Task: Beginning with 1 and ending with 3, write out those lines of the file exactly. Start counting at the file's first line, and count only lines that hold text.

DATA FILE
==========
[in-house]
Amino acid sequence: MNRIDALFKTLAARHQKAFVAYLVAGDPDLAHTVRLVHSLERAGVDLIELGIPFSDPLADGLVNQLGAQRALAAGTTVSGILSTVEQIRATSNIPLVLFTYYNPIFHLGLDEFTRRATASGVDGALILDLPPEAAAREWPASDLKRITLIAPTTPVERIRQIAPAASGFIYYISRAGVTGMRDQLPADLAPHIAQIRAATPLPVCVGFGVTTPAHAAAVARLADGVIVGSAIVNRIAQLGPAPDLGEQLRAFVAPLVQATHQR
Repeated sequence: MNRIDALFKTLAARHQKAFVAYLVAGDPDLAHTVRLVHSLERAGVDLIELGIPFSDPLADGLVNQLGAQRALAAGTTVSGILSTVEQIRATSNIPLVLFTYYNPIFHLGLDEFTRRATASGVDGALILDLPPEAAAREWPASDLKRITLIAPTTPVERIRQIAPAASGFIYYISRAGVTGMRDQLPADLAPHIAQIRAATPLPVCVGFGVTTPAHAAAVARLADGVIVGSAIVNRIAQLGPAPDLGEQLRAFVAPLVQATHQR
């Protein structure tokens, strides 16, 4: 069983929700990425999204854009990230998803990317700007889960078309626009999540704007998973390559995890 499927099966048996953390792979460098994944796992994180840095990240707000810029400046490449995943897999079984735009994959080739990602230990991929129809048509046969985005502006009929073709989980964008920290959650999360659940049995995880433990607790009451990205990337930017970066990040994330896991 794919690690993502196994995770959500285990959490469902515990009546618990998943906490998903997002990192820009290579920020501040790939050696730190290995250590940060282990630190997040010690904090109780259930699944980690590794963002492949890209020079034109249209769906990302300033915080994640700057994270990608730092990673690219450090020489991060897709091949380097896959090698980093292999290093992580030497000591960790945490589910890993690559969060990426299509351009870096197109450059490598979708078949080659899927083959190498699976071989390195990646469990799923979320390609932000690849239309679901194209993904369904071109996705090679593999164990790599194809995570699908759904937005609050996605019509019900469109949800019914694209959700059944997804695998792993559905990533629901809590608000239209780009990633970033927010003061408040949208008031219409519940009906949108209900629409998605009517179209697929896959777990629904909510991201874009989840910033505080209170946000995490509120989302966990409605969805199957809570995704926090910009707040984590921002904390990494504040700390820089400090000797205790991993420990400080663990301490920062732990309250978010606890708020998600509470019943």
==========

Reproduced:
[in-house]
Amino acid sequence: MNRIDALFKTLAARHQKAFVAYLVAGDPDLAHTVRLVHSLERAGVDLIELGIPFSDPLADGLVNQLGAQRALAAGTTVSGILSTVEQIRATSNIPLVLFTYYNPIFHLGLDEFTRRATASGVDGALILDLPPEAAAREWPASDLKRITLIAPTTPVERIRQIAPAASGFIYYISRAGVTGMRDQLPADLAPHIAQIRAATPLPVCVGFGVTTPAHAAAVARLADGVIVGSAIVNRIAQLGPAPDLGEQLRAFVAPLVQATHQR
Repeated sequence: MNRIDALFKTLAARHQKAFVAYLVAGDPDLAHTVRLVHSLERAGVDLIELGIPFSDPLADGLVNQLGAQRALAAGTTVSGILSTVEQIRATSNIPLVLFTYYNPIFHLGLDEFTRRATASGVDGALILDLPPEAAAREWPASDLKRITLIAPTTPVERIRQIAPAASGFIYYISRAGVTGMRDQLPADLAPHIAQIRAATPLPVCVGFGVTTPAHAAAVARLADGVIVGSAIVNRIAQLGPAPDLGEQLRAFVAPLVQATHQR